Sarala is a micro-entrepreneur with a bank account and access to banking services within 1 kilometer of her residence Dharavi, Asia’s largest slum in Mumbai. Yet, Sarala uses higher-risk and unregulated savings options such as chit-funds - a type of group savings mechanism where payouts are made using a lottery system. With Sarala’s husband often spending household savings on gambling or addictive substances, she continually strives for strategies to hide cash in food jars, piles of clothes, and among beauty supplies. Despite having bank accounts, she does not want to save with the bank. “I am not able to save enough to go to bank and deposit”, states Sarala.
|A woman showing where she hides her money in the kitchen|
Sarala was not alone in thinking so. In the First Phase of the study, we followed the lives of 25 women in Dharavi for two months to study women’s saving behavior. It is to be noted that many women were not open to admitting their hiding strategies unless we visited them multiple times and gained their trust. Hence, we used an ethnographic research approach to learn about their lives in their local context. Women taught us about their savings needs. We were convinced that they needed i) financial counseling to address the psychological barriers they face about savings, and ii) savings products that are flexible, offer liquidity and promote daily savings.
Design of the financial education modules and a savings tool
The lessons we learned in the First Phase of the study inspired us to design financial education modules using an interactive comic book format depicting the life of the women entrepreneurs. The characters were carefully crafted using life stories from women’s lives - challenges that women micro-entrepreneurs like Sarala face and how they overcome these financial challenges. The comic books introduce concepts of disciplined savings, and how to achieve short-term and long-term savings goals.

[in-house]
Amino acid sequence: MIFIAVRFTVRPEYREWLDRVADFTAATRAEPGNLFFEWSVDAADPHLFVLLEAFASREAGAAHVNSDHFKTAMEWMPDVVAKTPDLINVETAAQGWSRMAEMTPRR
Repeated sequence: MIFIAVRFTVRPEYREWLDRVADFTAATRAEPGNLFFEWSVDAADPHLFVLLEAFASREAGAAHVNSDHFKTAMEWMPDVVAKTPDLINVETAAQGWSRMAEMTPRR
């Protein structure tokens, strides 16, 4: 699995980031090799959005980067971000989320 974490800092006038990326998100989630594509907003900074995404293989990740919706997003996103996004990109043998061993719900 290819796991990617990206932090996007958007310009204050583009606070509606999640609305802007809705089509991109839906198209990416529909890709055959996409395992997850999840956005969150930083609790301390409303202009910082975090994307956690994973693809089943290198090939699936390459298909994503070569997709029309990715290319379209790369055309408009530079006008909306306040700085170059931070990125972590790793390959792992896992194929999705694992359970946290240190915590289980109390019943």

|An image from the comic book|
Lately, economists and researchers have experimented with savings tools beyond basic banking access. The first study of this type introduced a lockbox to respondents in a randomized controlled trial in Kenya. 2 The findings show that supplying a secure lockbox to store money increased savings by 66 percent. They also found a positive impact for women with “below median decision-making power in the baseline.” The product led to a higher “self-perception” among the participants of their savings behavior and positively affected consumption decisions on durable goods.
With an eye to the innovative project conducted in Kenya, we decided to provide alternative savings tools to our respondents, along with financial education, to understand if the savings products could improve their savings capability.
Experiment to understand the impact of the financial products
In the Second Phase of the study, we conducted an experiment in Bihar with 203 women who were associated with Self Help Groups (SHGs). We provided 40 women with financial education training; 40 women with a lockbox and a key; 43 women with a lockbox and a key as well as financial education; and 80 women received no intervention.
|A female respondent and her family and neighbors listen to the story on savings|
We followed women for more than two months and recorded their savings at the end of first and second months. Women who received the financial education training increased their savings by 8% compared to women with a 1% increase in savings who did not receive financial education. Provision of the lockbox further significantly increased savings by 42-51% during the intervention.